The full Senate has approved a bill that I sponsored which would move the sales tax holiday weekend to the last weekend in July. The sales tax holiday assists parents with the high costs of back-to-school supplies, which, according to the National Retail Federation, cost families an average of nearly $670. Current law was put into place before the school calendar changed to an earlier start date. The purpose of the bill is to allow families to purchase the educational necessities during the sales tax holiday before the school session begins.
I heard from so many parents, teachers, administrators and students. I am pleased to tell you that we listened and that legislation giving teachers and principals the choice whether to include student results from the 2015-2016 TNReady assessment in his or her evaluation is now on its way to the governor for his signature after the Senate and House of Representatives approved the measure this week. The bill provides additional flexibility for educators, while supporting Tennessee’s continuing efforts to strengthen teaching, learning, and accountability.
This comes after technological problems were experienced with the state’s new online assessment last month. The glitches resulted in an unexpected transition from the online test to a paper format.
Student scores were already not going to be counted during the first year of transition.
Under Senate Bill 2508, the option that results in the highest score will automatically be selected. The bill will become effective upon the governor’s signature.
The full Senate approved Senate Bill 1609 this week broadening the sentencing enhancement for committing theft during a declared state of emergency to also include Class C felony vandalism offenses. The legislation follows a new law passed last year which enhanced penalties for theft during a declared emergency.
The full Senate approved legislation that would increase the penalty for TennCare fraud from a Class E felony to a Class D felony. Senate Bill 2548 increases the term of imprisonment from 1-6 years to 2-12 years and imposes a mandatory fine, in addition to restitution, in the amount of $250 for a first offense, $500 for a second offense, and $1,000 for a third offense. The legislation aims to ensure that TennCare services are fully available to those who require it most, as fraud hinders the state’s ability to serve the interests of those Tennesseans who need it most.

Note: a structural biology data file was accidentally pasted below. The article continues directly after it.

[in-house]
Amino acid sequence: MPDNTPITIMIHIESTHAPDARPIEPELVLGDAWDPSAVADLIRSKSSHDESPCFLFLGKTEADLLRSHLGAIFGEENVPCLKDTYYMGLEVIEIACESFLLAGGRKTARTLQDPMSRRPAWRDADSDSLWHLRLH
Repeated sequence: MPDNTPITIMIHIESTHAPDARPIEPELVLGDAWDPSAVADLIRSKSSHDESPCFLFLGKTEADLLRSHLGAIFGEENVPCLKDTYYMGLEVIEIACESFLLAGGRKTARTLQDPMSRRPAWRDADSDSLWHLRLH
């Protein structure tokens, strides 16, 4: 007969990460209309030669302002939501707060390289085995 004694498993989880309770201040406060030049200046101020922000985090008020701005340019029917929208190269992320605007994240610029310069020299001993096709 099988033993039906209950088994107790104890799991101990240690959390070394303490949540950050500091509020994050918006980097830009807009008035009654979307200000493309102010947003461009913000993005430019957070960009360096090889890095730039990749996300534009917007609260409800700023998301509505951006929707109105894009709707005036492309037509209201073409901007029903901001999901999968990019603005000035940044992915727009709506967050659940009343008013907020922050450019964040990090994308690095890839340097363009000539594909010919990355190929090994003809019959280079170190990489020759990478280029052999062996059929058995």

Child custody / Parental location
The State Senate passed legislation on Monday to help clarify existing law concerning child custody and parental relocation. Senate Bill 2483 states that, if a parent wishes to relocate outside the state and more than 50 miles away from the other parent, they must provide that parent with proper notice. This would stand in cases where a parenting plan or judicial order has already been finalized. The bill passed unanimously and its companion bill is scheduled to be discussed before the full House.
The State Senate passed legislation on Monday that would strengthen the protocol for investigating cases of livestock cruelty. Senate Bill 2529 was brought from the Department of Agriculture and would transfer agricultural abuse probable cause determination from county agents to the department. In many rural areas, the county agents have been placed in situations where they would be required to investigate their friends and neighbors. This legislation would bring the probing authority to a total of thirteen individuals under the state department. Other statutorily designated individuals can perform the functions as well, such as veterinarians. The bill has the support of the Sherriff’s Association, the Humane Society, and the Farm Bureau. It passed the Senate unanimously with all 33 senators signed on as co-sponsors.
Legislation was approved this week to add those who unlawfully photograph a person for sexual gratification to the Tennessee Bureau of Investigation’s (TBI) Sex Offender Registry. Senate Bill 1663 would allow a judge to require, at their discretion, the defendant in a misdemeanor unlawful photographing in violation of privacy case to register as a sexual offender for up to ten years. This would be in addition to the punishment already provided for the offense and would require that the judge take into account the facts and circumstances surrounding the offense when deciding upon the punishment.
Aging caregivers / Persons with disabilities
The State Senate gave final approval to legislation to help aging caregivers who care for a child or ward with an intellectual disability. Senate Bill 2003 would allow eligible people having an intellectual disability (ID) who are on the waiting list for services from the Department of Intellectual and Developmental Disabilities (DIDD) with custodial parents or caregivers aged 75 and over to enroll into the Self-Determination or similarly capped waiver. In 2015 the original “aging caregiver” law, which was also sponsored by Ketron, was passed by the General Assembly requiring DIDD to enroll all eligible people whose caregivers are 80 and over into the Self-Determination Waiver. However, the average life expectancy in Tennessee is only 76.30 years of age. The bill aims to give aging caregivers who are facing their own healthcare challenges the peace of mind that their child or family member will be cared for after they pass away. At the same time, it provides individuals with disabilities with basic support prior to a “crisis” to help them adjust to being supported by people other than their primary caregiver.
Joey Hensley represents the 28th District of the Tennessee Senate.